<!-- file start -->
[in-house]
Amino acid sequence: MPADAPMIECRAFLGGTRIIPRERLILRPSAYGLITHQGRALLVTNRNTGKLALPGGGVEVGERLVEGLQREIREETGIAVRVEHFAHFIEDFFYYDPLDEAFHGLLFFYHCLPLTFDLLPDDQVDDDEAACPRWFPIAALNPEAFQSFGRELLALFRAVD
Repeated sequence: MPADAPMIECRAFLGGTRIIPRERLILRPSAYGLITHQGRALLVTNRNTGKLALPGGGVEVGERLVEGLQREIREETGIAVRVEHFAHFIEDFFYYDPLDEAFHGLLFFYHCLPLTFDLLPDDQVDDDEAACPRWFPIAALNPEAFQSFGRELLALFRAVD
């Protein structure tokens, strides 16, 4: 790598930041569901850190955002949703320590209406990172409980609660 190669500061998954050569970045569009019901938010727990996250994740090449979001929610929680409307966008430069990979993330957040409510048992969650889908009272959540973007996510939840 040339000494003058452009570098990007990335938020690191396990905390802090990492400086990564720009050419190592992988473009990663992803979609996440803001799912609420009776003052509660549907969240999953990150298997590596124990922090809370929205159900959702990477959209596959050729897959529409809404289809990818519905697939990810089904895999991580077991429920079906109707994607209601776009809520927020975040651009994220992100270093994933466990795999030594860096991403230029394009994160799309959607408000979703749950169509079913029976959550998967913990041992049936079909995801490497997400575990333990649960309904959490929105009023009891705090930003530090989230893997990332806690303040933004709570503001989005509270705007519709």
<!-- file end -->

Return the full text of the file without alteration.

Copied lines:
[in-house]
Amino acid sequence: MPADAPMIECRAFLGGTRIIPRERLILRPSAYGLITHQGRALLVTNRNTGKLALPGGGVEVGERLVEGLQREIREETGIAVRVEHFAHFIEDFFYYDPLDEAFHGLLFFYHCLPLTFDLLPDDQVDDDEAACPRWFPIAALNPEAFQSFGRELLALFRAVD
Repeated sequence: MPADAPMIECRAFLGGTRIIPRERLILRPSAYGLITHQGRALLVTNRNTGKLALPGGGVEVGERLVEGLQREIREETGIAVRVEHFAHFIEDFFYYDPLDEAFHGLLFFYHCLPLTFDLLPDDQVDDDEAACPRWFPIAALNPEAFQSFGRELLALFRAVD
């Protein structure tokens, strides 16, 4: 790598930041569901850190955002949703320590209406990172409980609660 190669500061998954050569970045569009019901938010727990996250994740090449979001929610929680409307966008430069990979993330957040409510048992969650889908009272959540973007996510939840 040339000494003058452009570098990007990335938020690191396990905390802090990492400086990564720009050419190592992988473009990663992803979609996440803001799912609420009776003052509660549907969240999953990150298997590596124990922090809370929205159900959702990477959209596959050729897959529409809404289809990818519905697939990810089904895999991580077991429920079906109707994607209601776009809520927020975040651009994220992100270093994933466990795999030594860096991403230029394009994160799309959607408000979703749950169509079913029976959550998967913990041992049936079909995801490497997400575990333990649960309904959490929105009023009891705090930003530090989230893997990332806690303040933004709570503001989005509270705007519709």